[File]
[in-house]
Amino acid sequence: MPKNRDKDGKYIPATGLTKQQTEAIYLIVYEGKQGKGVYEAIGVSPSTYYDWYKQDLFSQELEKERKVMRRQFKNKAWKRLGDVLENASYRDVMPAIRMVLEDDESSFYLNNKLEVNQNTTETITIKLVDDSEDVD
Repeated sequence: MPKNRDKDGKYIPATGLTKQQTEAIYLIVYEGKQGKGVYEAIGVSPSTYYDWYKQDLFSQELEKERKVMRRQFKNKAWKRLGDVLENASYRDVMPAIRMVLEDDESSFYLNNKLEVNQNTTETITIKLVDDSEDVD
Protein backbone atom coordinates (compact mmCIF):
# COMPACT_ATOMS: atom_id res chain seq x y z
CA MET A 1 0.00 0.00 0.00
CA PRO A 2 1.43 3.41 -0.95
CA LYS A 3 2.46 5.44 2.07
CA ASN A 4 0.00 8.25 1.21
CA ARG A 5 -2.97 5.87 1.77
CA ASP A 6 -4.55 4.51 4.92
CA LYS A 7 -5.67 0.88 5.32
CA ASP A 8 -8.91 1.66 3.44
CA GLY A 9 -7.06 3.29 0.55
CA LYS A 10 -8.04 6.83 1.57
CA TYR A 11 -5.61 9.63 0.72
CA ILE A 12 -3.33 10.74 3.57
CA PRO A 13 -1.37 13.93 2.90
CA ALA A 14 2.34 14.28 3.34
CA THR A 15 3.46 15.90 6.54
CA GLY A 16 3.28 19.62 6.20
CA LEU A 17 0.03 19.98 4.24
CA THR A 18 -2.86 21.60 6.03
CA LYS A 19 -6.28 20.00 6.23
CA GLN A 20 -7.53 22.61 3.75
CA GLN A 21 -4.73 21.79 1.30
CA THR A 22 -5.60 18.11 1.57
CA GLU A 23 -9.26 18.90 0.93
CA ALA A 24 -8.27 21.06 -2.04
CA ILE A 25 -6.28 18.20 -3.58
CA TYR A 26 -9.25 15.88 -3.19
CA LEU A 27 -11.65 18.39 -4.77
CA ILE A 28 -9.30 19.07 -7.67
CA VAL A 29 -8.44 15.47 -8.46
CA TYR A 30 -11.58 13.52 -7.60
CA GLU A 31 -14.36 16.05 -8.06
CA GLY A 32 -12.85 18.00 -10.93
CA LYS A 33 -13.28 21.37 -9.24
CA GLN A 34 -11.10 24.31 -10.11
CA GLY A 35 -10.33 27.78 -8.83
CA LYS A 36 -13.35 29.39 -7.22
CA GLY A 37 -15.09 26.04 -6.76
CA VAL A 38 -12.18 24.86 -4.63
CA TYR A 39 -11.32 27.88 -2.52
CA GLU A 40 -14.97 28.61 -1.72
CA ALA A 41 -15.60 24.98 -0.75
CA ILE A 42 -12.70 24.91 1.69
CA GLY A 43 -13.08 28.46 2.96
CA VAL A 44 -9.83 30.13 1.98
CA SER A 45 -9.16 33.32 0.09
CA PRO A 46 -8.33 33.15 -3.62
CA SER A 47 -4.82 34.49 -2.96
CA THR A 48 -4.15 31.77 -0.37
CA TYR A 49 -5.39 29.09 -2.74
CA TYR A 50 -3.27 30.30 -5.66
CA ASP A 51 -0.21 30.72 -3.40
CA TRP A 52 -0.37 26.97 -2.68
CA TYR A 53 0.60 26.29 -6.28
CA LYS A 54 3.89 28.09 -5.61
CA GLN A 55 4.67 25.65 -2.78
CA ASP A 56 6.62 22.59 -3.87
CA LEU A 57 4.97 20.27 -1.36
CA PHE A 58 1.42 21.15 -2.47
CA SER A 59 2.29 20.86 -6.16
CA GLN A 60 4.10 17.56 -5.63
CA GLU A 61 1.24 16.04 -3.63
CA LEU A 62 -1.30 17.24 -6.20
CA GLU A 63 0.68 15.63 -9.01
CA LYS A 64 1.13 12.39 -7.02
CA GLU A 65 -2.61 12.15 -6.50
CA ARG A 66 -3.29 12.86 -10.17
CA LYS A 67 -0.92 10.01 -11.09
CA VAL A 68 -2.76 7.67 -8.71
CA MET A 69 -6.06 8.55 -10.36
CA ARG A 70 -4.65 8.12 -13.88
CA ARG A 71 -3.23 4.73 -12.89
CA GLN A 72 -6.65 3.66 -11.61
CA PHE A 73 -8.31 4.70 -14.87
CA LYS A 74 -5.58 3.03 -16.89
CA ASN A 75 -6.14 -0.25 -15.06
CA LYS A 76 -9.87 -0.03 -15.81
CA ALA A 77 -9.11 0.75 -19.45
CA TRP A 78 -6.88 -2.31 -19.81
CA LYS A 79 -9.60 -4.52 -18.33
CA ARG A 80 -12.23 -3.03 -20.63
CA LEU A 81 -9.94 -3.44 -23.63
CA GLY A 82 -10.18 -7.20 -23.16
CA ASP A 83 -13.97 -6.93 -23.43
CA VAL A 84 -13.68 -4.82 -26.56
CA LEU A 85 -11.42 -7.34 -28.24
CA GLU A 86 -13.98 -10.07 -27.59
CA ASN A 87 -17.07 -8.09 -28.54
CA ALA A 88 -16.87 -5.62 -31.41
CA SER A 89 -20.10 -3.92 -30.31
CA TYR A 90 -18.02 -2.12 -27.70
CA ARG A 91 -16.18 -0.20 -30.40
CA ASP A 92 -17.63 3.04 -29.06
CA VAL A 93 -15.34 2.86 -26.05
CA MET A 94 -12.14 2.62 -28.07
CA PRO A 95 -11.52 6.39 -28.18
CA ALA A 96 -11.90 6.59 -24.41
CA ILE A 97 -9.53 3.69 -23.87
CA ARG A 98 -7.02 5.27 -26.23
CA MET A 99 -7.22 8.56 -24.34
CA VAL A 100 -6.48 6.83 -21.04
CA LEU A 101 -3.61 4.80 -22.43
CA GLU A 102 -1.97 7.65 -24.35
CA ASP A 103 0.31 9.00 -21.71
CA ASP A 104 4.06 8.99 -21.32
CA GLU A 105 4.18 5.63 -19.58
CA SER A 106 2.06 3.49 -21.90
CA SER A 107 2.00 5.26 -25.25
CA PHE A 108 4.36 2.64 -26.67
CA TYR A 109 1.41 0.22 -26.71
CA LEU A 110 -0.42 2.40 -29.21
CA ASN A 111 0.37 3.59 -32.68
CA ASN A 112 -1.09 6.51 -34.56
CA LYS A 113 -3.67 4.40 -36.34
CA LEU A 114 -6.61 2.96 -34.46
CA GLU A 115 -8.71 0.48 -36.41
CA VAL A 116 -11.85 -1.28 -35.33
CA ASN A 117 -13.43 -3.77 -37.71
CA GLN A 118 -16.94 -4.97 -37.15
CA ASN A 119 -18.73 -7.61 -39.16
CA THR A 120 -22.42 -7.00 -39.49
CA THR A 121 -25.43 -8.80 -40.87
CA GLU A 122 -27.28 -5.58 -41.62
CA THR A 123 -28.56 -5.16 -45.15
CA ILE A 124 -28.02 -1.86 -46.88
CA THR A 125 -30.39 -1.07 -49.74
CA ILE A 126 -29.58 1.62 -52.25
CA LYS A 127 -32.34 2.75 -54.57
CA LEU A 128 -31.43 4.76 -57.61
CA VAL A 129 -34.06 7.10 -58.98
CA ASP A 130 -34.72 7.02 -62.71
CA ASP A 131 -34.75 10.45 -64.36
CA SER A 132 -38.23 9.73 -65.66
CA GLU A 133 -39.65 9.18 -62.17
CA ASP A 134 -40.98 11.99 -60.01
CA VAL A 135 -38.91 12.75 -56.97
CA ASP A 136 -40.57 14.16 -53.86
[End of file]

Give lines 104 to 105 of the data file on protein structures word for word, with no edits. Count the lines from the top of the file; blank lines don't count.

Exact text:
CA MET A 99 -7.22 8.56 -24.34
CA VAL A 100 -6.48 6.83 -21.04